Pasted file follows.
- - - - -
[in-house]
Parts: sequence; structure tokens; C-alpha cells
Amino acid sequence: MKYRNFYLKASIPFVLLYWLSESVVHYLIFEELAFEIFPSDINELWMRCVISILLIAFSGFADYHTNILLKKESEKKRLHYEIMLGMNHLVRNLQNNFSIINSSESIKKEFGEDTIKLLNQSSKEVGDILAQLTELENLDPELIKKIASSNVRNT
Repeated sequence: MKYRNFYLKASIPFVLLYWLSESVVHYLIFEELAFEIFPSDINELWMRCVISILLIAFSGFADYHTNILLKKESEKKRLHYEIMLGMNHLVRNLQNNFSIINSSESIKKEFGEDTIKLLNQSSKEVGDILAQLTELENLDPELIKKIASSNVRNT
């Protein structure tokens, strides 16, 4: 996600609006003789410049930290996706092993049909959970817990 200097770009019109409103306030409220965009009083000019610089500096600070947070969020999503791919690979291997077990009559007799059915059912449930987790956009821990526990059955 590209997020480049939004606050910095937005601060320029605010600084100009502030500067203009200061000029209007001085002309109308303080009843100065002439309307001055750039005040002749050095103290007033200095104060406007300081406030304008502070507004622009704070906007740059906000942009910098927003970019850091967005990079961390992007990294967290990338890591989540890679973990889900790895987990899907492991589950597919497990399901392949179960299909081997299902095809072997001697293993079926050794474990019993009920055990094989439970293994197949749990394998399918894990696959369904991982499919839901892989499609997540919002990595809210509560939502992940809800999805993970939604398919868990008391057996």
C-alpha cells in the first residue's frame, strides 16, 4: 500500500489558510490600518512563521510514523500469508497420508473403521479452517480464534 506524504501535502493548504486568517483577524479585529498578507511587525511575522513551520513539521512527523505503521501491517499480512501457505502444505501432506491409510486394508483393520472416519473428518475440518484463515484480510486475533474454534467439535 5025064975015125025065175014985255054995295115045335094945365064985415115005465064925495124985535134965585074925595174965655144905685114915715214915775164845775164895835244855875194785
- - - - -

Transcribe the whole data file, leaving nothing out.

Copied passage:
[in-house]
Parts: sequence; structure tokens; C-alpha cells
Amino acid sequence: MKYRNFYLKASIPFVLLYWLSESVVHYLIFEELAFEIFPSDINELWMRCVISILLIAFSGFADYHTNILLKKESEKKRLHYEIMLGMNHLVRNLQNNFSIINSSESIKKEFGEDTIKLLNQSSKEVGDILAQLTELENLDPELIKKIASSNVRNT
Repeated sequence: MKYRNFYLKASIPFVLLYWLSESVVHYLIFEELAFEIFPSDINELWMRCVISILLIAFSGFADYHTNILLKKESEKKRLHYEIMLGMNHLVRNLQNNFSIINSSESIKKEFGEDTIKLLNQSSKEVGDILAQLTELENLDPELIKKIASSNVRNT
């Protein structure tokens, strides 16, 4: 996600609006003789410049930290996706092993049909959970817990 200097770009019109409103306030409220965009009083000019610089500096600070947070969020999503791919690979291997077990009559007799059915059912449930987790956009821990526990059955 590209997020480049939004606050910095937005601060320029605010600084100009502030500067203009200061000029209007001085002309109308303080009843100065002439309307001055750039005040002749050095103290007033200095104060406007300081406030304008502070507004622009704070906007740059906000942009910098927003970019850091967005990079961390992007990294967290990338890591989540890679973990889900790895987990899907492991589950597919497990399901392949179960299909081997299902095809072997001697293993079926050794474990019993009920055990094989439970293994197949749990394998399918894990696959369904991982499919839901892989499609997540919002990595809210509560939502992940809800999805993970939604398919868990008391057996």
C-alpha cells in the first residue's frame, strides 16, 4: 500500500489558510490600518512563521510514523500469508497420508473403521479452517480464534 506524504501535502493548504486568517483577524479585529498578507511587525511575522513551520513539521512527523505503521501491517499480512501457505502444505501432506491409510486394508483393520472416519473428518475440518484463515484480510486475533474454534467439535 5025064975015125025065175014985255054995295115045335094945365064985415115005465064925495124985535134965585074925595174965655144905685114915715214915775164845775164895835244855875194785